Claudia Card, Armen T. Marsoobian (eds.)

Genocide's Aftermath: Responsibility and Repair

Claudia Card and Armen T. Marsoobian (eds.), Genocide's Aftermath: Responsibility and Repair, Blackwell Publishing, 2007, 278pp., $34.95 (pbk), ISBN 9781405148481.

Reviewed by John K. Roth, Claremont McKenna College

What can a book do, especially one by philosophers, to stop genocide and to mend the world after such atrocity happens? This question is all but unavoidable for the readers of either Genocide's Aftermath or this review, who can scarcely overlook the fact that genocide continues to rage in the Darfur region of Sudan, as it has done since 2003. Putting any book about genocide up against a reality of that sort creates a mismatch that does little to encourage the hope that writing about genocide can do much to check that atrocity or to heal wounds left in its wake.

Arguably, that judgment is particularly telling as one reads the essays in the volume edited by Claudia Card and Armen T. Marsoobian. Written primarily by philosophers, seasoned veterans and relatively young scholars among them, its contents for the most part appeared earlier in the journal Metaphilosophy (2006). It is unlikely, however, that the readership of those journal articles was large or influential as far as political policy is concerned. Nor is it likely that Genocide's Aftermath will have much of an impact on the world. I write that forecast with regret. My explorations about what philosophy can and cannot do in relationship to genocide and its reverberations have included the hope, if not the conviction, that philosophical writing about genocide could play a decisive role in curtailing that atrocity and in repairing its devastation. Although I grow less sanguine about those possibilities, the result is not despair. Like the contributors to Genocide's Aftermath, I have not given up on the belief that philosophy ought to have a key role in checking genocide and in mending the world it leaves behind. Nevertheless, the vast gap that yawns between the realities on genocidal ground and the analysis that philosophers typically choose to do, even when -- all too rarely -- they consider genocide, leaves me wondering whether the gulf is too large to be bridged. To clarify this perspective further, consider the style and substance of the chapters in Genocide's Aftermath.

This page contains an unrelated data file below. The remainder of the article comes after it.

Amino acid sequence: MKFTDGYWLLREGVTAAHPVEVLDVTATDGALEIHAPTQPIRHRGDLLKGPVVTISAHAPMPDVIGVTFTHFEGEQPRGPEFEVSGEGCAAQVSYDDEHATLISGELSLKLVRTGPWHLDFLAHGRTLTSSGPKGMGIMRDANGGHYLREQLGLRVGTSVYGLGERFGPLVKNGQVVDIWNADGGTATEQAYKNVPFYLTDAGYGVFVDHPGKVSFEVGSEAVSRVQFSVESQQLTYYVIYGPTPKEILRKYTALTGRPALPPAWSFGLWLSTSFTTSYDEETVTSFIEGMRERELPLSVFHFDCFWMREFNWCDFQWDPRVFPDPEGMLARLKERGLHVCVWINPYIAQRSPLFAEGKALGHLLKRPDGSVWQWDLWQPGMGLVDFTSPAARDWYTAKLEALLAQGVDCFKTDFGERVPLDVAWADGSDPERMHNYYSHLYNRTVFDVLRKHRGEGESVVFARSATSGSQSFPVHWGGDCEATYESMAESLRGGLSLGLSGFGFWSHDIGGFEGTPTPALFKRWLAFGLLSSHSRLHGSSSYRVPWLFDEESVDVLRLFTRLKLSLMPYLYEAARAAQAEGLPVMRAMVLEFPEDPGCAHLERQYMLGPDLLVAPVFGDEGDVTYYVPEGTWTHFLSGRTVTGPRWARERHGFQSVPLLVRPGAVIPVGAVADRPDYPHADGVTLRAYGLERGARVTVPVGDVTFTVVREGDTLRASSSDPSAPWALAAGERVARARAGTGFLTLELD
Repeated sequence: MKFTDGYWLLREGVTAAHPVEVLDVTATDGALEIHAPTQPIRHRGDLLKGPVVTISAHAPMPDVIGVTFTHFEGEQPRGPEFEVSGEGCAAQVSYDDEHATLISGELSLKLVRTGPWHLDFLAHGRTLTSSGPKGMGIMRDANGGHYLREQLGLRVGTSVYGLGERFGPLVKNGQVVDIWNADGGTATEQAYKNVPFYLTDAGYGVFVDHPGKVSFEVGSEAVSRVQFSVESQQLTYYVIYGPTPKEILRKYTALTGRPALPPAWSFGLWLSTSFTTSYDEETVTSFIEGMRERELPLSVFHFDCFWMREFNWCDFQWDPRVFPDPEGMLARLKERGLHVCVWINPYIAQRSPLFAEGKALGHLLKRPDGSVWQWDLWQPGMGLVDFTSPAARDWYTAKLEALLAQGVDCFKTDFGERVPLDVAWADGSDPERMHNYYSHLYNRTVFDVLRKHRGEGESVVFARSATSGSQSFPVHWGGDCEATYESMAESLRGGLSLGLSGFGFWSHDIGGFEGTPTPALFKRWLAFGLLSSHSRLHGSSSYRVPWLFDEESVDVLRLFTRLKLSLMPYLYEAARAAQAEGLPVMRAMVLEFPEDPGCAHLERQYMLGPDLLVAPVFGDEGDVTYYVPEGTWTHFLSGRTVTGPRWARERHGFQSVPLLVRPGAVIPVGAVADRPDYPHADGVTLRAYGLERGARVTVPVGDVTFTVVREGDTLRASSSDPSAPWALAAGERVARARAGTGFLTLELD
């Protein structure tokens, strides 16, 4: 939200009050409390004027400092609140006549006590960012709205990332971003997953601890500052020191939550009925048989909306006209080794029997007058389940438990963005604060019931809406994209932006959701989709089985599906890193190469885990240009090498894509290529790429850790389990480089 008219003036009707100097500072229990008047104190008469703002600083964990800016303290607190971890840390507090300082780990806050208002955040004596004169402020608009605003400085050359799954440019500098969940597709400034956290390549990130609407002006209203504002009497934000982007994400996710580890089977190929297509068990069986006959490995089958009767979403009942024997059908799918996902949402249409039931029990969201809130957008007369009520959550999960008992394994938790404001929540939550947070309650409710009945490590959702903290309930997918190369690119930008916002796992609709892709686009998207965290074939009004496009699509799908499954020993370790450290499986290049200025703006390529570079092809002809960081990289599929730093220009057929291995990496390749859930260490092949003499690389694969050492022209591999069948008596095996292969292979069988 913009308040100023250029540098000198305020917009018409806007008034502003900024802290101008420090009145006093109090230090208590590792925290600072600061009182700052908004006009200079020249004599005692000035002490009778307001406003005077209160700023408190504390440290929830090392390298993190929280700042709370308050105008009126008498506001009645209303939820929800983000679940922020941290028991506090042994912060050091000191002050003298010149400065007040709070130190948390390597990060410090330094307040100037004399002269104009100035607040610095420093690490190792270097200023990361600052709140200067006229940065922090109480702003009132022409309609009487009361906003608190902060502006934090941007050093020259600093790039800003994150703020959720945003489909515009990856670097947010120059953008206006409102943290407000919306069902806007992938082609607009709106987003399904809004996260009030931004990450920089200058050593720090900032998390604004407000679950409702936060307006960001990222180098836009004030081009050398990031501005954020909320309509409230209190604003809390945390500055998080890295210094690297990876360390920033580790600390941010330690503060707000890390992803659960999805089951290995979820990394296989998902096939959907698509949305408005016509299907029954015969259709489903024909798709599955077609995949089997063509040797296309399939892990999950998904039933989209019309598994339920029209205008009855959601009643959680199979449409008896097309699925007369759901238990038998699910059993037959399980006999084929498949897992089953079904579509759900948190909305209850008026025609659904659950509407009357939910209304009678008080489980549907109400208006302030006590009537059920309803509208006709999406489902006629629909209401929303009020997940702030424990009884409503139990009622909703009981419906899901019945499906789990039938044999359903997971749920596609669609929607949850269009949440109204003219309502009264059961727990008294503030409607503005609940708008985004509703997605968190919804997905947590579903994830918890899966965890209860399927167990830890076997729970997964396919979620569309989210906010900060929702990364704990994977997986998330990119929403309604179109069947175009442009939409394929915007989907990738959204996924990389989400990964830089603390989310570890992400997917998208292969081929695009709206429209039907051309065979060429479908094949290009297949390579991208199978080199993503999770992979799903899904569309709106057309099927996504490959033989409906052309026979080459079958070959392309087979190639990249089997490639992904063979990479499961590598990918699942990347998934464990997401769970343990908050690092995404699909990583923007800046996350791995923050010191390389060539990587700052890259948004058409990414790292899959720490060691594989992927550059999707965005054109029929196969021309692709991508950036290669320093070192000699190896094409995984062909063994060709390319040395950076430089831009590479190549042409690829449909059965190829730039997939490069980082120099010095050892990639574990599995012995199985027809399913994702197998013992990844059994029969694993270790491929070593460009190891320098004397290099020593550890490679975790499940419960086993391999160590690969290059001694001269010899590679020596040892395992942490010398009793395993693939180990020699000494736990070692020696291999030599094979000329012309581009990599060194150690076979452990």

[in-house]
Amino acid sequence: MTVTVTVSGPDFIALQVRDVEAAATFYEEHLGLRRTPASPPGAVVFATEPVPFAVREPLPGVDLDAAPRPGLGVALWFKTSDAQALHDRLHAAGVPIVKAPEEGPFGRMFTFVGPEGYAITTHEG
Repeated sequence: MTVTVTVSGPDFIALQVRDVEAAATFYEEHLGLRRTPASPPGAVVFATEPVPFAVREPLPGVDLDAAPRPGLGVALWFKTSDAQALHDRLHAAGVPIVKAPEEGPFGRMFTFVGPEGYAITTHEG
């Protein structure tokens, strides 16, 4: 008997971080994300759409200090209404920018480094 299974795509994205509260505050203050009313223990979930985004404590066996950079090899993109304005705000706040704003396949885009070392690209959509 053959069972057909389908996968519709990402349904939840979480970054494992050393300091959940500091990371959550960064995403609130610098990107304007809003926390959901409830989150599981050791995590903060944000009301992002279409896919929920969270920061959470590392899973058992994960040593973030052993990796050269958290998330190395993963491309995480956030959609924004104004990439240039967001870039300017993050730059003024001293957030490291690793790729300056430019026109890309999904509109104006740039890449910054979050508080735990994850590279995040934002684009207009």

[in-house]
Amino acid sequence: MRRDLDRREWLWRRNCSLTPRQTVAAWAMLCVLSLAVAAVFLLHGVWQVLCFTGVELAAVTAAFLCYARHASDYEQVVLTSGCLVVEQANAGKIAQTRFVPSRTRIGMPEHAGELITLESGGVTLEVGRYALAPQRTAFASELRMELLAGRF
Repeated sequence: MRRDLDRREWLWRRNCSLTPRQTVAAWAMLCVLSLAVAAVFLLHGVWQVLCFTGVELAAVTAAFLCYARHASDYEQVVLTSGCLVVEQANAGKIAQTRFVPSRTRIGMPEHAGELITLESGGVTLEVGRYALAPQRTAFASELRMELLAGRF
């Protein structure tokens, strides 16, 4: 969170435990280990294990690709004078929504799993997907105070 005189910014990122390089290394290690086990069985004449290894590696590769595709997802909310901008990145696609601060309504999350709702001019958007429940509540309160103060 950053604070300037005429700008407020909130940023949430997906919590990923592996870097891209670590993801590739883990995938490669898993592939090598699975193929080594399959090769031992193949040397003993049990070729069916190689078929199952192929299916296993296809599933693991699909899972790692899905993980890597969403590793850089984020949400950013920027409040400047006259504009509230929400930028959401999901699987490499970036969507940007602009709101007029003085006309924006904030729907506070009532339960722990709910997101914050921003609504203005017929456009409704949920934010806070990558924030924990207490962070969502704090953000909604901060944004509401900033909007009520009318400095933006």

Card and Marsoobian start their book well by observing not only that sound awareness requires viewing "modern history through the lens of genocide" but also that "an understanding of how to attribute responsibility for genocide and how to repair the evils perpetrated in genocides are two of the central moral tasks of philosophers." Those propositions are further focused when the editors add that what awaits the reader are chapters "primarily concerned with a conceptual understanding of the nature of genocide and how this understanding makes moral demands upon us to respond to genocide" (1).

Philosophers, especially those in contemporary analytic traditions, often claim special expertise in providing conceptual clarity. Philosophy's pride of place in this regard is not unjustified, but it is not entirely vindicated, either. Genocide provides a case in point. Ever since Raphael Lemkin coined the term genocide in the 1940s and it was more or less defined and codified in the 1948 United Nations Convention on the Prevention and Punishment of the Crime of Genocide, the meanings and boundaries of that concept have been contested. Grounded in the assumption that if thinking is clear and distinct enough then agreement on the proper meaning of concepts is at least possible in principle, a typical philosophical hope has been that humankind can "get it right" where the definition of genocide is concerned. Furthermore, the assumption continues, if we can accomplish that much, then the odds in favor of checking genocide, assessing responsibility for it, and grasping what should be done, and by whom, in its aftermath would be immensely improved.